Bruner’s concept of bridging past to present was represented in both the set and costume design. The modernistic steel girders and wood-angled walls brought awareness that this was not Roman-columned times. The modern costumes, overlaid with classic Roman fabric draping, though it often caused some of the cast to awkwardly handle the material, also opened up the visual sense of past/present.
“Julius Caesar” is one of the Bard’s grisliest plays. Bodies are often strewn over the stage. Unlike many of Shakespeare’s works, those bodies found death not by poison or accident but by stabbing in full-view of the audience. Blood literally flowed from the wounds in the form of ribbons of red extracted from each knife stab. Yards and yards of crimson fabric were used to illuminate the slaughter. The lasting illusion was a visual tribute to the horrors of strife and war.
Laura Welsh Berg gave us a driven Cassius, balancing word versus deed. Carole Healey’s Julius Caesar was warrior right, leader strong and vindictive when need be. Nick Steen’s Mark Antony was hero handsome in developing a meaningful textured role. Lynn Robert Berg created a clear and strong Brutus. Jodi Dominick was captivating as the Soothsayer. Lyn Robert Berg (Brutus), Jillian Kates (Portia), Aled Davies (Cicero), and Alex Syiek (Casca) were all strong in developing clear characterizations.
Russell Metheny’s scenic design, Leah Piehl’s costumes, Rick Martin’s lighting and Matthew Webb’s incidental music and sound design well highlighted the staging.
CAPSULE JUDGEMENT: The production is riveting. It is fast paced, lines clearly stated, actions exciting, and acting well-textured. This is Shakespeare staging and performance at its finest. It’s a must see for anyone who enjoys good theater. Kudos to Sara Bruner and her fine cast and technical staff!
The show runs through November 3, 2019 in the Hanna Theatre. Tickets can be ordered by calling 216-241-6000 or going to http://www.greatlakestheater.org/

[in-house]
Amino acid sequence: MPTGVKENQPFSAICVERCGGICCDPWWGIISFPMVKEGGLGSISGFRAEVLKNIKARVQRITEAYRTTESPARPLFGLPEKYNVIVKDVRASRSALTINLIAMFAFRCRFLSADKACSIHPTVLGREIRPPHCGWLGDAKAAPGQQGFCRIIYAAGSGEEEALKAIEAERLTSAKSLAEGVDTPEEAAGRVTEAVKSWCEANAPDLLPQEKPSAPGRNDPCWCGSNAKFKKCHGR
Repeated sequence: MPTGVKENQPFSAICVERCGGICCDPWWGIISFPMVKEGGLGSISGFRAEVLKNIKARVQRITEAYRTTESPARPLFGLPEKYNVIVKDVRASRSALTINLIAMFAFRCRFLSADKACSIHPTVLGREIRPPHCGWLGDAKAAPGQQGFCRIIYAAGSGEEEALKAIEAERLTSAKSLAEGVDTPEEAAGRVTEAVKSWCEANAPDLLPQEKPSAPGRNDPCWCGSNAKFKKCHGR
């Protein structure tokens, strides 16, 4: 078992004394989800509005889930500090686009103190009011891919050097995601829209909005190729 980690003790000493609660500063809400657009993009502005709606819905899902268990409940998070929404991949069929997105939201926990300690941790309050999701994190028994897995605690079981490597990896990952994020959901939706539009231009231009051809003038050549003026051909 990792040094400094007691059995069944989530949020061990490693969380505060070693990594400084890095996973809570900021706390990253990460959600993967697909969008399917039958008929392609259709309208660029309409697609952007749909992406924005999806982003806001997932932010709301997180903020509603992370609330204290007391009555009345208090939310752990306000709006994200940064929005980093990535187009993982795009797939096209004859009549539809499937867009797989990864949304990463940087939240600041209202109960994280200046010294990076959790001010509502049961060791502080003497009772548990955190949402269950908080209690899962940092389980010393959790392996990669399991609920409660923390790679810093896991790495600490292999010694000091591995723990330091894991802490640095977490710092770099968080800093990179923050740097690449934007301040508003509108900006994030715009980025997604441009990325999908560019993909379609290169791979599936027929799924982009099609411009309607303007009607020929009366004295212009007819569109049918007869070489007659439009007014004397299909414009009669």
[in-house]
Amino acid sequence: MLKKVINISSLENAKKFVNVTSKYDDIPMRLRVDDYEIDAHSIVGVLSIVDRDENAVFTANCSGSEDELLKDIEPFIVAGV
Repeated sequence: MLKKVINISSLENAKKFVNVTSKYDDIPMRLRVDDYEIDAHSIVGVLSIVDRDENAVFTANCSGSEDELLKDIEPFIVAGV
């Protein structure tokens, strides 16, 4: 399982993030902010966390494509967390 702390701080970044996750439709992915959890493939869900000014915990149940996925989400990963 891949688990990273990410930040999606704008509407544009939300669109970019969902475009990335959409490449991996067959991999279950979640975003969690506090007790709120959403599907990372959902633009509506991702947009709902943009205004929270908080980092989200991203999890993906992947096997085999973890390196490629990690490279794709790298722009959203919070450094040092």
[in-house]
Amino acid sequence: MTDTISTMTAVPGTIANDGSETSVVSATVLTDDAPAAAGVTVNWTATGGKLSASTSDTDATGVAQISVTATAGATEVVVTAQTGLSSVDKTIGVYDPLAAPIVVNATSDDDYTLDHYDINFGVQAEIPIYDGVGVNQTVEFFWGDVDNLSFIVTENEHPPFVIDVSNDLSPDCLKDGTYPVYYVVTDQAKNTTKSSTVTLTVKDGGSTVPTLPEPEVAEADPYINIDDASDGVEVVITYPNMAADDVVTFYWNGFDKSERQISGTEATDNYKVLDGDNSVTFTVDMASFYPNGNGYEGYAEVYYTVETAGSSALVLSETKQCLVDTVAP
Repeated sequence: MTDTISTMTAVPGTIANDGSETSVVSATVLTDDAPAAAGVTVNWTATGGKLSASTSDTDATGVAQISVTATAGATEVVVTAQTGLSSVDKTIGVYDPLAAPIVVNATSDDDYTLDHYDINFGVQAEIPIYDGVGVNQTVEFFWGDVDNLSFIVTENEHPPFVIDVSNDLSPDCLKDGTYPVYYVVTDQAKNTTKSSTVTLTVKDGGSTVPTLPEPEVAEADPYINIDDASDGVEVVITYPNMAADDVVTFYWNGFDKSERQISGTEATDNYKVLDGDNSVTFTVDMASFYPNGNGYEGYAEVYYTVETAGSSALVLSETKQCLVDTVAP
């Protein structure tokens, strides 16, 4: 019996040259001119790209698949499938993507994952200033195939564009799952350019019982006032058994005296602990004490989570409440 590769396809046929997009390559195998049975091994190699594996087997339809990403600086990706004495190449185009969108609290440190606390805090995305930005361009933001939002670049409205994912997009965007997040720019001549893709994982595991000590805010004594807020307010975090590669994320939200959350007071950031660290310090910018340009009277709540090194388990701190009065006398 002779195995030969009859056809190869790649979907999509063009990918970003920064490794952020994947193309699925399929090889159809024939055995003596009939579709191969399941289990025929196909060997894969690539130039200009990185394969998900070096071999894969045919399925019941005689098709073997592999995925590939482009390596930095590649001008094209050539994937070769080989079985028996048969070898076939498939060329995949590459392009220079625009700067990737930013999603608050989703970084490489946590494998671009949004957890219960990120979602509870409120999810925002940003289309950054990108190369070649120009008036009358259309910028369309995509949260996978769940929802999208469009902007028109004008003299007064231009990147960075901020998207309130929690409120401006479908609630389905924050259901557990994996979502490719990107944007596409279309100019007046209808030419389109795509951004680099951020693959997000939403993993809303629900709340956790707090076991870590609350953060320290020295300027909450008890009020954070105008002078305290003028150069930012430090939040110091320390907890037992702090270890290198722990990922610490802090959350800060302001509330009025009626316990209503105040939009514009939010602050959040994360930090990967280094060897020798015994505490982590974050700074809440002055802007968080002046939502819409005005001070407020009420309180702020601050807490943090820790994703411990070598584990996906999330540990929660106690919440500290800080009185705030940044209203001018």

Sunday, October 06, 2019
The play “Member of the Wedding” is based on Carson McCullers 1946 novel of the same name. The author also penned the script for the 1950 Broadway stage production which starred Ethel Waters, Julie Harris and Brandon DeWilde.
The stage version opened to universally positive reviews, with much praise, not only for the writing, but for the staging and the performances.
A musical version, television adaptation and a 1989 Broadway revival production, followed.
The story takes place over a few days in late August. It tells the story of 12-year-old Frankie Addams, who feels disconnected from the world. A self-described “unjoined person.”
Frankie's mother died when she was born, and her father is a distant, uncomprehending man, escaping into his business, rather than being a caring father.
Frankie’s world is mostly populated by the family's African American maid, Berenice, and her six-year-old cousin, John Henry. She has no friends in her small Southern town and dreams of going away with her brother, who is in the Army, and his bride-to-be, on their honeymoon.
The book and play are each a study of the motivations and psychological needs of the three main characters. It is a study of people, not of plot line.